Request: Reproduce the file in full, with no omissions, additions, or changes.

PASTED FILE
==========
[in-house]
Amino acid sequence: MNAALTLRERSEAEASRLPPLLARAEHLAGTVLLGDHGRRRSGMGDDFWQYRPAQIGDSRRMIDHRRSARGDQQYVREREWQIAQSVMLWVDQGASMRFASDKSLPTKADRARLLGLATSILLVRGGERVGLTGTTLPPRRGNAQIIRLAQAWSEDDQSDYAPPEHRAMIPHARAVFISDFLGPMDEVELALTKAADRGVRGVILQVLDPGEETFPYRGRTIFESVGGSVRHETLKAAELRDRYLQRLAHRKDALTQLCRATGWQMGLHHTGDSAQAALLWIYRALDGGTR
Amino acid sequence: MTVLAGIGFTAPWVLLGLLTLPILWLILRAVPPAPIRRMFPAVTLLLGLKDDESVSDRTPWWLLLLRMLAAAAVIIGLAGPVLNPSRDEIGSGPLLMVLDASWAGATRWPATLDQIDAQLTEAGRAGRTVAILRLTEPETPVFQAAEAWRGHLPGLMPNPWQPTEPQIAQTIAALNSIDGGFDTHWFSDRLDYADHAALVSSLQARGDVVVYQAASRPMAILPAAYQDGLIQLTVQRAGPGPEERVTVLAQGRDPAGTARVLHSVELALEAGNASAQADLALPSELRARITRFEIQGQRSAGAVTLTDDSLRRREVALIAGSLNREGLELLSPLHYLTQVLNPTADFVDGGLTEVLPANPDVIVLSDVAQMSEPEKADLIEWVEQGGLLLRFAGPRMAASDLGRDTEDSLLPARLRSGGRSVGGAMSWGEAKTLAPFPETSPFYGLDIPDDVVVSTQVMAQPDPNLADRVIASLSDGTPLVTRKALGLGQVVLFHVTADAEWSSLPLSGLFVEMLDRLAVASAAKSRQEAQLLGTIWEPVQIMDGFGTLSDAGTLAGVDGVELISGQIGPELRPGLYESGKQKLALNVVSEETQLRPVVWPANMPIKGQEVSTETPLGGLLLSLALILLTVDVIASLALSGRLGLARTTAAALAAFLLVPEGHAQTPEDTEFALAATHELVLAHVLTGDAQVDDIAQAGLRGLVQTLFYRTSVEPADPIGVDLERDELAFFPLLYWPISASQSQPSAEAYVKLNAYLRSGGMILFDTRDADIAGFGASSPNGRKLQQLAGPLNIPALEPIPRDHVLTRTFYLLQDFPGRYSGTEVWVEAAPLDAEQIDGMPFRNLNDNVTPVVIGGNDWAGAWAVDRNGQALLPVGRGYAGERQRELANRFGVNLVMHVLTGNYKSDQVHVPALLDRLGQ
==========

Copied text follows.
[in-house]
Amino acid sequence: MNAALTLRERSEAEASRLPPLLARAEHLAGTVLLGDHGRRRSGMGDDFWQYRPAQIGDSRRMIDHRRSARGDQQYVREREWQIAQSVMLWVDQGASMRFASDKSLPTKADRARLLGLATSILLVRGGERVGLTGTTLPPRRGNAQIIRLAQAWSEDDQSDYAPPEHRAMIPHARAVFISDFLGPMDEVELALTKAADRGVRGVILQVLDPGEETFPYRGRTIFESVGGSVRHETLKAAELRDRYLQRLAHRKDALTQLCRATGWQMGLHHTGDSAQAALLWIYRALDGGTR
Amino acid sequence: MTVLAGIGFTAPWVLLGLLTLPILWLILRAVPPAPIRRMFPAVTLLLGLKDDESVSDRTPWWLLLLRMLAAAAVIIGLAGPVLNPSRDEIGSGPLLMVLDASWAGATRWPATLDQIDAQLTEAGRAGRTVAILRLTEPETPVFQAAEAWRGHLPGLMPNPWQPTEPQIAQTIAALNSIDGGFDTHWFSDRLDYADHAALVSSLQARGDVVVYQAASRPMAILPAAYQDGLIQLTVQRAGPGPEERVTVLAQGRDPAGTARVLHSVELALEAGNASAQADLALPSELRARITRFEIQGQRSAGAVTLTDDSLRRREVALIAGSLNREGLELLSPLHYLTQVLNPTADFVDGGLTEVLPANPDVIVLSDVAQMSEPEKADLIEWVEQGGLLLRFAGPRMAASDLGRDTEDSLLPARLRSGGRSVGGAMSWGEAKTLAPFPETSPFYGLDIPDDVVVSTQVMAQPDPNLADRVIASLSDGTPLVTRKALGLGQVVLFHVTADAEWSSLPLSGLFVEMLDRLAVASAAKSRQEAQLLGTIWEPVQIMDGFGTLSDAGTLAGVDGVELISGQIGPELRPGLYESGKQKLALNVVSEETQLRPVVWPANMPIKGQEVSTETPLGGLLLSLALILLTVDVIASLALSGRLGLARTTAAALAAFLLVPEGHAQTPEDTEFALAATHELVLAHVLTGDAQVDDIAQAGLRGLVQTLFYRTSVEPADPIGVDLERDELAFFPLLYWPISASQSQPSAEAYVKLNAYLRSGGMILFDTRDADIAGFGASSPNGRKLQQLAGPLNIPALEPIPRDHVLTRTFYLLQDFPGRYSGTEVWVEAAPLDAEQIDGMPFRNLNDNVTPVVIGGNDWAGAWAVDRNGQALLPVGRGYAGERQRELANRFGVNLVMHVLTGNYKSDQVHVPALLDRLGQ